booster shots

Following FDA Advisory Committee Vote, Connecticut Prepares for Booster Shots

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Connecticut is making preparations to offer Covid-19 booster shots for those 65 and older or those identified as high risk who previously received a Pfizer vaccine, the state Department of Public Health said Friday.

This comes after the Food and Drug Administration's advisory committee voted to recommend emergency use authorization of a booster dose for those groups. The committee did not offer a recommendation for those who received a Moderna or Johnson & Johnson vaccine. More discussion on those recommendations is expected in the near future.

The FDA vote was just the start of the process and not a final decision. Further guidance will come after a meeting of the Advisory Committee on Immunization Practices (ACIP), which is set for next week, where the FDA will offer a final recommendation.

While the timeline is subject to change based on the guidance from ACIP, state officials said they are prepared to start administering booster shots as soon as Sept. 24.

State officials continue to urge anyone who has not received a Covid-19 vaccine to do so.

"The COVID-19 vaccines authorized in the United States continue to be remarkably effective in reducing risk of severe disease, hospitalization, and death, even against the widely circulating Delta variant. It is critical that unvaccinated and partially vaccinated people get their primary series of vaccines to further reduce the risk of COVID-19 and its more severe outcomes. Nearly all the cases of severe disease, hospitalization, and death continue to occur among those not yet vaccinated at all," DPH wrote.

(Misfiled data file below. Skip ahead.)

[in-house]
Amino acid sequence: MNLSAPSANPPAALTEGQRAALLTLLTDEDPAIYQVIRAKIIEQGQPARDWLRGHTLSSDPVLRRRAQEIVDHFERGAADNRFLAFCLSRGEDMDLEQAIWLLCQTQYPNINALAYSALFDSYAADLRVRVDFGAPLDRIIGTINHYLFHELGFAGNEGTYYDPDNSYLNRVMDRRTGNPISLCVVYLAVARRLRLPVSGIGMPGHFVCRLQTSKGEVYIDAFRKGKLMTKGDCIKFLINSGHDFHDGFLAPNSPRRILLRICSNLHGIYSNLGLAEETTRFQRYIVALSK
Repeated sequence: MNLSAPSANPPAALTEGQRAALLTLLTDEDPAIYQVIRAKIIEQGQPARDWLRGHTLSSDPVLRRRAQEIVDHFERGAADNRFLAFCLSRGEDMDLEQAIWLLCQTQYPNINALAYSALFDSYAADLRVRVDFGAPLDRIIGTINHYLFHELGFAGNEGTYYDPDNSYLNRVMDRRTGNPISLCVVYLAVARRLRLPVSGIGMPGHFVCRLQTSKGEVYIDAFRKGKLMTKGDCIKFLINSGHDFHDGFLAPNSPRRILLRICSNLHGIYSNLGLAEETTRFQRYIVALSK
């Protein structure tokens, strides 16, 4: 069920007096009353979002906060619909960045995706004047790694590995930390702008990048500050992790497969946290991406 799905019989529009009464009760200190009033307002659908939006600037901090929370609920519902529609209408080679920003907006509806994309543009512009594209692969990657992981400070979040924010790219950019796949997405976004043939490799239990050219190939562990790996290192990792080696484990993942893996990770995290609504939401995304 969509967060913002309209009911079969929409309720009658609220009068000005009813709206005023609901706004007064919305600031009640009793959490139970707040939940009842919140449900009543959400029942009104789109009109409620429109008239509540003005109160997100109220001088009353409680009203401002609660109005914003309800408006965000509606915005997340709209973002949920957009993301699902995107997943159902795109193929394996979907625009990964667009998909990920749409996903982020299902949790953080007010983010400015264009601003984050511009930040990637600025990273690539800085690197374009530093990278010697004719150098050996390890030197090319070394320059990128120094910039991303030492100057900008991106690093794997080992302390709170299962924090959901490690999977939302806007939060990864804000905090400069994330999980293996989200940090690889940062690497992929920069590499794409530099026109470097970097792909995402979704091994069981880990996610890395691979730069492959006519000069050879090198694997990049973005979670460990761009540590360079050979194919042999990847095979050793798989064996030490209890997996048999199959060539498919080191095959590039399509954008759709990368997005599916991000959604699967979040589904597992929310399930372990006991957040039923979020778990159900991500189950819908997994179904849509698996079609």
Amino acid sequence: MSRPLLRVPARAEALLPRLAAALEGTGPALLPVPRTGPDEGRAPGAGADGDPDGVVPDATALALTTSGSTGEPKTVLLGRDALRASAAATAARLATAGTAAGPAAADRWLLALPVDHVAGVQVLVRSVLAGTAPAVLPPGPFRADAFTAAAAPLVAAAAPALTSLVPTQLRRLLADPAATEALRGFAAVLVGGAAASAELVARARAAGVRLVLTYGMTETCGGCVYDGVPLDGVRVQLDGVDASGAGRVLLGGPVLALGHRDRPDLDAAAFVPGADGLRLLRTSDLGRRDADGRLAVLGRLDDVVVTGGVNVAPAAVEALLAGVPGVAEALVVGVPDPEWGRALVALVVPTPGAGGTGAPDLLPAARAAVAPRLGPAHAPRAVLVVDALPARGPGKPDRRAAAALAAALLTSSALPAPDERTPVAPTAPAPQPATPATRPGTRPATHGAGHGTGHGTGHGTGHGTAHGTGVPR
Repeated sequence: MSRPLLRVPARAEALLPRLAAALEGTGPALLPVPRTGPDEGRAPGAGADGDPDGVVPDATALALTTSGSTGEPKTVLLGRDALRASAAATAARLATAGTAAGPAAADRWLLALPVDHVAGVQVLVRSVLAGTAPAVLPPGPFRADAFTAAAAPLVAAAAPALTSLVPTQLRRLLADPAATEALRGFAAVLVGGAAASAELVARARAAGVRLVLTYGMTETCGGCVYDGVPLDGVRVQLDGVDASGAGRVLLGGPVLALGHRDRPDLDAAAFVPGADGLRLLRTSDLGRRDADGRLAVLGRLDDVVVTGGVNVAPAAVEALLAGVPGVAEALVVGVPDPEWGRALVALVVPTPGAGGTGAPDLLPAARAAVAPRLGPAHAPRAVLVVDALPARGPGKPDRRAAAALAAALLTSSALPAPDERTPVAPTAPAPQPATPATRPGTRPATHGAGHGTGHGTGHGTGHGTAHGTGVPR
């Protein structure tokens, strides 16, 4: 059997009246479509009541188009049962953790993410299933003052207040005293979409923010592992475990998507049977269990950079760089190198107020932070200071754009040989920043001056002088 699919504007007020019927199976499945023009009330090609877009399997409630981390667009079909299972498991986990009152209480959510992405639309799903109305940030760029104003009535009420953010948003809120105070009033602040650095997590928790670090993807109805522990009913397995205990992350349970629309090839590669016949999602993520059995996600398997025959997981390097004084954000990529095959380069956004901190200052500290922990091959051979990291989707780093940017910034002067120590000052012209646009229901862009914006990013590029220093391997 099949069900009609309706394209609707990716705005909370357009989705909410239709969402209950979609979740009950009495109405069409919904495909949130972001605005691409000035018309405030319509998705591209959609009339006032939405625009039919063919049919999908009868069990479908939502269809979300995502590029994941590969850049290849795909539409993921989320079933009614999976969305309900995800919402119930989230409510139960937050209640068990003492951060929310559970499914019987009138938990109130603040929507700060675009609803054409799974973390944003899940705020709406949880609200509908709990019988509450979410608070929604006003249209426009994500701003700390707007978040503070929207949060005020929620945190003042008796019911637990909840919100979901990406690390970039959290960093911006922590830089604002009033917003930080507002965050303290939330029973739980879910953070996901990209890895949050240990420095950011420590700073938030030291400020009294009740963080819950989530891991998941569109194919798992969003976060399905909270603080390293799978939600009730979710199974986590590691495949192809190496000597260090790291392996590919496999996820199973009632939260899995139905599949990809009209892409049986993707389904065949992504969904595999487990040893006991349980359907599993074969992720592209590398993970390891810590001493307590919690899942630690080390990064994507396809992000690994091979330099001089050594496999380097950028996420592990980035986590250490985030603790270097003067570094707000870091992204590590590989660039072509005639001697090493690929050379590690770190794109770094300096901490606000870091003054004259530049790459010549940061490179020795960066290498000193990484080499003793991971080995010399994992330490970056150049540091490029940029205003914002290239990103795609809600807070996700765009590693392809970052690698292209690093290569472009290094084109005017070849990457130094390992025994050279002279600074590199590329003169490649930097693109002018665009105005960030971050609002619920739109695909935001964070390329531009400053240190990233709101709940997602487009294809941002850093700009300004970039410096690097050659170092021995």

DPH also noted that there is an adequate supply of vaccines to make the boosters available.

The same FDA advisory committee that recommended the boosters for older adults and those considered high risk rejected a plan to give the boosters to the wider population, citing a lack of data on the safety of extra doses and questioning the value of a mass booster rollout, rather than one targeted to specific groups.

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